Last year, the folks planning the launch of Richard Branson's soon-to-lift-off Virgin America line asked us if we'd like to name one of their new planes.
Just a few minutes ago, we received word that the US Department of Transportation has granted Virgin green light to begin service.
And that, dear reader, means that Unicorn Chaser will soon be flying high and proud among the cumulonimbus, seeking out mythical beasts and banishing goatse jpegs from the eyes of God.
BTW, we did not receive money or any other form of compensation for this, nor did they receive any cash or promises of manually administered happy endings from us. We did it for fun and unicorn love.
Here's the press release from our friends at Virgin. This is not a joke, and we can't wait to fly in this plane, woohoo!
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The co-editors at Boing Boing, one of the world's most popular blogs, have named a new Virgin America aircraft: Unicorn Chaser. The airline's first aircraft was named Jefferson Airplane in October by the band's lead singer, Grace Slick.
"The idea of Unicorn Chaser first popped up on Boing Boing to serve as a cleansing of the palate after a viewer has been subjected to a distasteful internet image or experience" said Xeni Jardin, a tech culture journalist and co-editor of Boing Boing.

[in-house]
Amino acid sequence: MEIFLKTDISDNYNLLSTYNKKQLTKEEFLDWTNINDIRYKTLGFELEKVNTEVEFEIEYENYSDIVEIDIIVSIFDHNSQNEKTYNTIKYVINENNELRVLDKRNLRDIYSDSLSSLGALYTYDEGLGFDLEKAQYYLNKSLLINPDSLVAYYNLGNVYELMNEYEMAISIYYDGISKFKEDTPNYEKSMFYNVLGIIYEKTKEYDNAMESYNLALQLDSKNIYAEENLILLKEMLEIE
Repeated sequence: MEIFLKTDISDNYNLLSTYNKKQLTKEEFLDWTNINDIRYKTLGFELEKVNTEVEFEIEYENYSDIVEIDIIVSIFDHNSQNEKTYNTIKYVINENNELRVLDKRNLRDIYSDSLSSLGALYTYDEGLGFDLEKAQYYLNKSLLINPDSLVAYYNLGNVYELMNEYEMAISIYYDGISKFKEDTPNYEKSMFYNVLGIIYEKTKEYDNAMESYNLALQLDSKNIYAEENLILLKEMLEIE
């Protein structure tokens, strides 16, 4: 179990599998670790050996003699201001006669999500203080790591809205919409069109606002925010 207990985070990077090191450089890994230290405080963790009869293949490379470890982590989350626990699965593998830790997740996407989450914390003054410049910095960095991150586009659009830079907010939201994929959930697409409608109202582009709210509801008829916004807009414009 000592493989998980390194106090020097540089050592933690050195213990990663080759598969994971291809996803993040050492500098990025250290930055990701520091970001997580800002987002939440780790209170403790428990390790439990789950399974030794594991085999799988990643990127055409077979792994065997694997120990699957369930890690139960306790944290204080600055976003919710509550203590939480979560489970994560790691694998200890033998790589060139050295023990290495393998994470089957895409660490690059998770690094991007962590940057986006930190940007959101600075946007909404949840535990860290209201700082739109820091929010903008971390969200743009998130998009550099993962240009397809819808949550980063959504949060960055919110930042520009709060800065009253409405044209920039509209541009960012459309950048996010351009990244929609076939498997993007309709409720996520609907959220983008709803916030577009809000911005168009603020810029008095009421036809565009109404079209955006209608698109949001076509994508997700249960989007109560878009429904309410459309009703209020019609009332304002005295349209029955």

"Nothing takes away the sting of a jarring experience better than an image of a nice unicorn prancing in the meadow."
"Unicorn Chaser fits the Virgin brand – compared to my recent experiences of flying domestically, I'm sure Virgin America will be a welcome relief!" adds John Battelle, Boing Boing's business manager and Chairman of Federated Media.
Members of the public are invited also to name the airline's new fleet by taking part in Virgin America's Name Our Planes program at www.virginamerica.com. The airline will announce new names in the lead-up to launch of service which it hopes to introduce in the Spring.
Reader comment: Stephanie Kellogg says,
I don't know if this is already obvious information, but the name "Unicorn Chaser" is also appropriate for an airline called "Virgin" because of traditional medieval beliefs about unicorns–that they could only be caught or tamed by a virgin. Wikipedia mentions this in the article on unicorns: Link.
I don't know if their are a lot of art majors who read boing boing, but that's the sort of thing that's useful to know for art history.